- Accidents, especially car accidents
- Coronary artery disease
- Lung disease
- High blood pressure
- Kidney disease
When to consult a physician
Should you consult a physician about a possible sleep disorder? Ask yourself, as well as your sleep partner, the following questions to determine whether you may need to talk to a doctor for a referral to our center:
- Do you feel excessively sleepy during the day?
- Do you have difficulty falling asleep?
- Do you awaken frequently during the night?
- Do others say you snore loudly?
- Do others say you stop breathing in your sleep?
- Do you suddenly awaken, gasping for breath?
- Do you get morning headaches?
- Do you feel your body going limp when you are angry or surprised?
- Do you experience vivid dreamlike scenes upon falling asleep or awakening?
- Do you experience leg pain during the night?
- Do others say you kick and thrash while asleep?
- Do you wake up with heartburn, coughing or wheezing?
- Do you have recurrent episodes of sleepwalking, nightmares or abnormal behavior while sleeping, such as violent actions, head banging or other related behaviors?
If you answered “yes” to two or more of these questions, you should talk to your physician about scheduling an evaluation at The Sleep Disorders Center.
Undergoing a sleep study
Prior to your sleep study, we ask you print a completed copy of our Sleep Disorders Center questionnaire to your sleep study appointment.
Preparing for your sleep study:
- Do not consume any caffeine (coffee, tea, cocoa or chocolate) after 12:00 p.m.
- Do not consume any alcohol
- Do not take any naps
- Maintain your regular daytime schedule as much as possible
- Your hair should be clean and free from product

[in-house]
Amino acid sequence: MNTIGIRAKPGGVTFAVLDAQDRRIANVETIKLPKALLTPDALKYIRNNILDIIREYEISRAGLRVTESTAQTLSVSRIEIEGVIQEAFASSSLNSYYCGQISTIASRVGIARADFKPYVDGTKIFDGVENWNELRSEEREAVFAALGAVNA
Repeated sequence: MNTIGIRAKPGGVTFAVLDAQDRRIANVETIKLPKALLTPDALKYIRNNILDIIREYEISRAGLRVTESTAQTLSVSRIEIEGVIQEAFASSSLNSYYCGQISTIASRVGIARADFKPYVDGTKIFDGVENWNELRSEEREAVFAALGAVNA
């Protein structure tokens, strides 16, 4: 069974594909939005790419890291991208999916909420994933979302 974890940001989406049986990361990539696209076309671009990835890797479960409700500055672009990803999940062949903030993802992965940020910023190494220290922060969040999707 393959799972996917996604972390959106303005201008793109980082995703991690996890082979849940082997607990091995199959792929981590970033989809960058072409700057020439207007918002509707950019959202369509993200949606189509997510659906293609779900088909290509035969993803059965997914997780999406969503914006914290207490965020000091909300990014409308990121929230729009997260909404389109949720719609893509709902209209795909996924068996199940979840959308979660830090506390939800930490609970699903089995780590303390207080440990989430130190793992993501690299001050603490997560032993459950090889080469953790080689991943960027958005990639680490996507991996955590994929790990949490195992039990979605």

- Do not wear make up, if not possible, be prepared to remove make up upon arrival
- Men, arrive clean-shaven—although not ideal, we can work around beards
- Hairpieces and hair weaves must be removed
- Eat dinner before arriving
- If patient is younger than 18, a legal guardian must be present throughout the study
What to expect:
A sleep expert technologist will explain all procedures that will be completed for your study. Procedures will include the following:
- Electrodes are placed on your scalp, temple and chin region to monitor brainwaves and muscle movement during sleep
- A snore sensor is placed on your neck; EKG wires are attached to monitor your heart
- Two belts are placed on your abdomen to monitor breathing
- Two leads are placed on your legs to monitor their movement
- An oxygen sensor is placed on your finger to monitor oxygen levels throughout the night
- An air sensor is placed by your nose to monitor your breathing during the night
If you require any assistance with daily activities or tasks, you must notify us at the time of scheduling your appointment. Technologists are not nurses and cannot provide help with medications, nutrition, mobility and personal hygiene.
We are a no smoking facility. You will not be permitted to smoke at any time. If you believe this will cause difficulty during your stay, please discuss nicotine replacement options with your doctor. You will be advised to start your nicotine replacement 12 hours before your study.
You will be contacted shortly after your sleep study in order to continue the next step in your care. A possible outcome of your tests might call for additional study, follow-up appointments or a continuous positive airway pressure (CPAP) or bi-level positive airway pressure (BiPAP) machine ordered for home use. If a CPAP or BiPAP machine is ordered for you, a homecare company will contact you to setup the machine.
Upper airway stimulation is an alternative to CPAP for people with obstructive sleep apnea. Untreated sleep apnea can increase your risk of accidents, death, stroke and many other life-altering conditions. It also leaves you feeling tired and unable to stay awake and alert throughout the day.
Our Sleep Disorders Center provides upper airway stimulation for patients with moderate to severe sleep apnea who are not able to find relief through traditional treatments like CPAP.
Upper airway stimulation is a highly advanced, tiny implantable device that works with the patient’s natural breathing process. The system includes a small generator, a sensing lead and a stimulation lead. The device is turned on by a handheld remote and delivers mild stimulation to the muscles of the tongue to keep the airway open. The device is turned on and off each night by the patient.